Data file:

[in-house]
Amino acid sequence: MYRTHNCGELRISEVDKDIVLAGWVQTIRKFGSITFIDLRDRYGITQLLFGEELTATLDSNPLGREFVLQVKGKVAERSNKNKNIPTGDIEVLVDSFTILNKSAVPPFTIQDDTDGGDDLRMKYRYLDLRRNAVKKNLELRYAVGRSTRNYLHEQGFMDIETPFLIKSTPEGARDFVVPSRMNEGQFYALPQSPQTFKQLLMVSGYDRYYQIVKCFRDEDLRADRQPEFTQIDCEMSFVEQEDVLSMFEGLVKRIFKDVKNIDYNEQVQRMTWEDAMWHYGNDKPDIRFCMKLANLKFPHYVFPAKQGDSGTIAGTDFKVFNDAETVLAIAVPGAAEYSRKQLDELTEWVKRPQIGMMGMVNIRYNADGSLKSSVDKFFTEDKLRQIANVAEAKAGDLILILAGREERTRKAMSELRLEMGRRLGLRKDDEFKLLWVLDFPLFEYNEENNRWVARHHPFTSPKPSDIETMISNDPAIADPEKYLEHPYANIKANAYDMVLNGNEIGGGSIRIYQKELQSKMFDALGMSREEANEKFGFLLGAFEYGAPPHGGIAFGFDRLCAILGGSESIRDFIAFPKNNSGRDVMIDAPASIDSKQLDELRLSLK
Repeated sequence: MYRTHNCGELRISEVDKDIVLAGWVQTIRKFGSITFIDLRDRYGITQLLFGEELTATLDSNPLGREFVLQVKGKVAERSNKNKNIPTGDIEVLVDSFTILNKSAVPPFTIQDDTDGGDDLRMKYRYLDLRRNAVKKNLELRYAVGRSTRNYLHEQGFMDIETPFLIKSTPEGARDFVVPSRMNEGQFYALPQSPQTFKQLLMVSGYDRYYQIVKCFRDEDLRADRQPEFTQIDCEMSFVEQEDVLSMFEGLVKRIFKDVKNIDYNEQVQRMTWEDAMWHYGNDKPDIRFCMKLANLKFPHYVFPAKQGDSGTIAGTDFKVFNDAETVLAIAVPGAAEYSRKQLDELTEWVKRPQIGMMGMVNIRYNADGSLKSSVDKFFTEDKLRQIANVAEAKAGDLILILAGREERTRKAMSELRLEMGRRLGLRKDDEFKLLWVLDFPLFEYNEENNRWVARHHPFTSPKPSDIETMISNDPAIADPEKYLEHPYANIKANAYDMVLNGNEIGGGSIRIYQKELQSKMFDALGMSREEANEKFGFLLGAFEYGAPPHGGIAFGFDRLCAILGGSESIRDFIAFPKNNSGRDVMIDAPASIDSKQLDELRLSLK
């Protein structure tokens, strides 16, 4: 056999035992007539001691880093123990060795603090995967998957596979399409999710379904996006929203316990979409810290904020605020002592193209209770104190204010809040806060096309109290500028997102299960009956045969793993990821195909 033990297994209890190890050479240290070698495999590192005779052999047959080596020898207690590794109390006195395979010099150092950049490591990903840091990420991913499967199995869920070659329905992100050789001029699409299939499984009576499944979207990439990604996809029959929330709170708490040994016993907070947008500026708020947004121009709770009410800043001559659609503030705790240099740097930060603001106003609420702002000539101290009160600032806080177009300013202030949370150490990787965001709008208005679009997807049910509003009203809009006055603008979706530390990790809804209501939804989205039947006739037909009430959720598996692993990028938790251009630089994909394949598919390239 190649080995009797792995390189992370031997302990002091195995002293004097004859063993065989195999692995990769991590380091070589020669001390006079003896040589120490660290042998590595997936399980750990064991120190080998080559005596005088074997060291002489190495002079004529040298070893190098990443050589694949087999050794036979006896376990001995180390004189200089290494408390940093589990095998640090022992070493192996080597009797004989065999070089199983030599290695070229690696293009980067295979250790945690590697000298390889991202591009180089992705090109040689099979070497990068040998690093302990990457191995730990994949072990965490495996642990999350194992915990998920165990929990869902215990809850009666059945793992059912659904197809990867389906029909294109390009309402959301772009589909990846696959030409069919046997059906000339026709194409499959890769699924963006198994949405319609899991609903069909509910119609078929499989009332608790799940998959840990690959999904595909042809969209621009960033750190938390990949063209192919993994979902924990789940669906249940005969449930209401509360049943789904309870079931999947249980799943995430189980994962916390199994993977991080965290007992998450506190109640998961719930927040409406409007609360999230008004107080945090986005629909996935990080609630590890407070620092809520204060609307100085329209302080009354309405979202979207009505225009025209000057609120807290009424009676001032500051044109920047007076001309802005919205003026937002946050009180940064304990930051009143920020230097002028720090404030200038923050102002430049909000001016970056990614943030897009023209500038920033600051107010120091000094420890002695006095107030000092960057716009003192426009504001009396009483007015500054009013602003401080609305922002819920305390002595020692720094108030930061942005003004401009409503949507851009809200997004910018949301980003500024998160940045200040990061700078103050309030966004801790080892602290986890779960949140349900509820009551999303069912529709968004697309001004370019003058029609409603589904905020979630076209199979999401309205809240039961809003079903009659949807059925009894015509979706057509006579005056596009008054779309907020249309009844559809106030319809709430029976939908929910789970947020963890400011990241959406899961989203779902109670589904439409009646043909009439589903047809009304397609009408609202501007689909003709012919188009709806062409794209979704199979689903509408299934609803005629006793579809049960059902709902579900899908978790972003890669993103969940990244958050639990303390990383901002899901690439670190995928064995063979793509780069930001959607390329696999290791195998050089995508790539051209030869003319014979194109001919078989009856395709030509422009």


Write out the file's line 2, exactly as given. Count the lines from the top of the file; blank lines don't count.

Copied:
Amino acid sequence: MYRTHNCGELRISEVDKDIVLAGWVQTIRKFGSITFIDLRDRYGITQLLFGEELTATLDSNPLGREFVLQVKGKVAERSNKNKNIPTGDIEVLVDSFTILNKSAVPPFTIQDDTDGGDDLRMKYRYLDLRRNAVKKNLELRYAVGRSTRNYLHEQGFMDIETPFLIKSTPEGARDFVVPSRMNEGQFYALPQSPQTFKQLLMVSGYDRYYQIVKCFRDEDLRADRQPEFTQIDCEMSFVEQEDVLSMFEGLVKRIFKDVKNIDYNEQVQRMTWEDAMWHYGNDKPDIRFCMKLANLKFPHYVFPAKQGDSGTIAGTDFKVFNDAETVLAIAVPGAAEYSRKQLDELTEWVKRPQIGMMGMVNIRYNADGSLKSSVDKFFTEDKLRQIANVAEAKAGDLILILAGREERTRKAMSELRLEMGRRLGLRKDDEFKLLWVLDFPLFEYNEENNRWVARHHPFTSPKPSDIETMISNDPAIADPEKYLEHPYANIKANAYDMVLNGNEIGGGSIRIYQKELQSKMFDALGMSREEANEKFGFLLGAFEYGAPPHGGIAFGFDRLCAILGGSESIRDFIAFPKNNSGRDVMIDAPASIDSKQLDELRLSLK